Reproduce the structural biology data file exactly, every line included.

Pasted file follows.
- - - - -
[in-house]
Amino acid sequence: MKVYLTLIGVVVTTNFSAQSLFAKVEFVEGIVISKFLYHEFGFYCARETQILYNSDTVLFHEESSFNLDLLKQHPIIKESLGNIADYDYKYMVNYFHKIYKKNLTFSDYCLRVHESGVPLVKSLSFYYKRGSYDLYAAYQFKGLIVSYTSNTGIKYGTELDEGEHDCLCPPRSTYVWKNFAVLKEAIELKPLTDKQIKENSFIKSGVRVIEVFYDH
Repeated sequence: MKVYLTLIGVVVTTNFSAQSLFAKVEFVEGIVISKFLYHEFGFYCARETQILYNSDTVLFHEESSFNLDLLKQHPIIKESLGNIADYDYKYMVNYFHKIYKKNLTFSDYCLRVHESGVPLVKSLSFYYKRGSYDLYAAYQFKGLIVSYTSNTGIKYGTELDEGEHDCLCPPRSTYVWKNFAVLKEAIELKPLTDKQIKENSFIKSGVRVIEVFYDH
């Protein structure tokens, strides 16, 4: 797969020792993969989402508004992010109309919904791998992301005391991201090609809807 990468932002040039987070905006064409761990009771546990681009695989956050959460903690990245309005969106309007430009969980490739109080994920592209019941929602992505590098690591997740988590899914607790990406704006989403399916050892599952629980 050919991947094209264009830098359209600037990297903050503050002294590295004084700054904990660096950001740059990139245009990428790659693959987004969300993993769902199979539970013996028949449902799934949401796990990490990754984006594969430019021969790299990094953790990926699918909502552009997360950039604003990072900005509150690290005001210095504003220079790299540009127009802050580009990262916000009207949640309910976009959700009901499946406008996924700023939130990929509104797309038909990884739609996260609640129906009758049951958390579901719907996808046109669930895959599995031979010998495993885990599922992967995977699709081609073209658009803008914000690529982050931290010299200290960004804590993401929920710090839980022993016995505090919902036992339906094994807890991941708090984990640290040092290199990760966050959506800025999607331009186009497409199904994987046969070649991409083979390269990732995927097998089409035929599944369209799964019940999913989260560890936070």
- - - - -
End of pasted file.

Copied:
[in-house]
Amino acid sequence: MKVYLTLIGVVVTTNFSAQSLFAKVEFVEGIVISKFLYHEFGFYCARETQILYNSDTVLFHEESSFNLDLLKQHPIIKESLGNIADYDYKYMVNYFHKIYKKNLTFSDYCLRVHESGVPLVKSLSFYYKRGSYDLYAAYQFKGLIVSYTSNTGIKYGTELDEGEHDCLCPPRSTYVWKNFAVLKEAIELKPLTDKQIKENSFIKSGVRVIEVFYDH
Repeated sequence: MKVYLTLIGVVVTTNFSAQSLFAKVEFVEGIVISKFLYHEFGFYCARETQILYNSDTVLFHEESSFNLDLLKQHPIIKESLGNIADYDYKYMVNYFHKIYKKNLTFSDYCLRVHESGVPLVKSLSFYYKRGSYDLYAAYQFKGLIVSYTSNTGIKYGTELDEGEHDCLCPPRSTYVWKNFAVLKEAIELKPLTDKQIKENSFIKSGVRVIEVFYDH
């Protein structure tokens, strides 16, 4: 797969020792993969989402508004992010109309919904791998992301005391991201090609809807 990468932002040039987070905006064409761990009771546990681009695989956050959460903690990245309005969106309007430009969980490739109080994920592209019941929602992505590098690591997740988590899914607790990406704006989403399916050892599952629980 050919991947094209264009830098359209600037990297903050503050002294590295004084700054904990660096950001740059990139245009990428790659693959987004969300993993769902199979539970013996028949449902799934949401796990990490990754984006594969430019021969790299990094953790990926699918909502552009997360950039604003990072900005509150690290005001210095504003220079790299540009127009802050580009990262916000009207949640309910976009959700009901499946406008996924700023939130990929509104797309038909990884739609996260609640129906009758049951958390579901719907996808046109669930895959599995031979010998495993885990599922992967995977699709081609073209658009803008914000690529982050931290010299200290960004804590993401929920710090839980022993016995505090919902036992339906094994807890991941708090984990640290040092290199990760966050959506800025999607331009186009497409199904994987046969070649991409083979390269990732995927097998089409035929599944369209799964019940999913989260560890936070």